Joy Damousi

Joy Damousi is Professor of History in the School of Historical and Philosophical Studies. She is the author of numerous books which include The Labour of Loss: Mourning, Memory and Wartime Bereavement in Australia (Cambridge, 1999); Living with the Aftermath: Trauma, Nostalgia and Grief in Post-war Australia (Cambridge, 2001); Freud in the Antipodes: A Cultural History of Psychoanalysis in Australia (UNSW Press, 2005; winner of the Ernest Scott Prize) and Colonial Voices: A Cultural History of English in Australia 1840-1940 (Cambridge 2010). With Philip Dwyer she is the general editor of a four volume World History of Violence, due to be published by Cambridge University Press in 2017. She is also currently the editor of the History series for Melbourne University Press. Her current research includes war, trauma and post-war Greek migration to Australia; sound and the two world wars; and child refugees and war.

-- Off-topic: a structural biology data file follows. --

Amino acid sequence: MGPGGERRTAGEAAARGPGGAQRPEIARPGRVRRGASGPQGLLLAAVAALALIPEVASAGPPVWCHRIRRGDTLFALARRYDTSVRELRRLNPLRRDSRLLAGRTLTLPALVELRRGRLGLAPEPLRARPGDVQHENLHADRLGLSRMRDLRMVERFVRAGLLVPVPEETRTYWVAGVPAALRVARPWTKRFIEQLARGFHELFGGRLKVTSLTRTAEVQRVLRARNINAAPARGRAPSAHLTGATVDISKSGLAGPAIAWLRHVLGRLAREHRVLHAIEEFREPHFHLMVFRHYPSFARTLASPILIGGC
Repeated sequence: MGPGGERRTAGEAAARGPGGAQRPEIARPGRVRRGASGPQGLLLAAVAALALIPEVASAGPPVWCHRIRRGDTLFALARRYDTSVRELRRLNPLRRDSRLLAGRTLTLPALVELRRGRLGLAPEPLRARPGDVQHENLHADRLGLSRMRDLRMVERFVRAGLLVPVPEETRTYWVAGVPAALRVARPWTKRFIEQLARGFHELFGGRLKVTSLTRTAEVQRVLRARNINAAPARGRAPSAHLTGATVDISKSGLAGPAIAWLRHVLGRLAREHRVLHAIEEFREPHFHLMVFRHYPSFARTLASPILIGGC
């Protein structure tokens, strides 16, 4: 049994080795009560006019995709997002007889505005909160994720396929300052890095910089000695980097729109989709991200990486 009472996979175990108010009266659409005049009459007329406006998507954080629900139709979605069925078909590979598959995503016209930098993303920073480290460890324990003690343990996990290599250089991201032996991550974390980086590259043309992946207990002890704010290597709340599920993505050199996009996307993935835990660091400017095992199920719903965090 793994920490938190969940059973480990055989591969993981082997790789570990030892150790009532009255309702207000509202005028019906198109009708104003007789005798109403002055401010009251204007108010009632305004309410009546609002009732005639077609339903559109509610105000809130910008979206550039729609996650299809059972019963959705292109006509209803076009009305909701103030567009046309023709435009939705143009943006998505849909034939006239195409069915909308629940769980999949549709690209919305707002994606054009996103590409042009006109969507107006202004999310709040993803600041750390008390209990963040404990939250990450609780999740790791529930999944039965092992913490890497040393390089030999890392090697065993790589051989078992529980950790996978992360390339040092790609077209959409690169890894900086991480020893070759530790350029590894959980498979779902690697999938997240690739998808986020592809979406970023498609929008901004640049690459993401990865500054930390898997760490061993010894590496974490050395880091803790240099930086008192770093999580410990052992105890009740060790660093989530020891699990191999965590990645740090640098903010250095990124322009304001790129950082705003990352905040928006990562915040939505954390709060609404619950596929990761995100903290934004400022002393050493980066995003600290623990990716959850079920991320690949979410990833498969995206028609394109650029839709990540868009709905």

How Leonardo da Vinci made a living from killing machines
3 Apr 2019 | FEATURES |  
tags: art, art history, Leonardo da Vinci
The 15th Century genius turned his hand to engineering as well as painting


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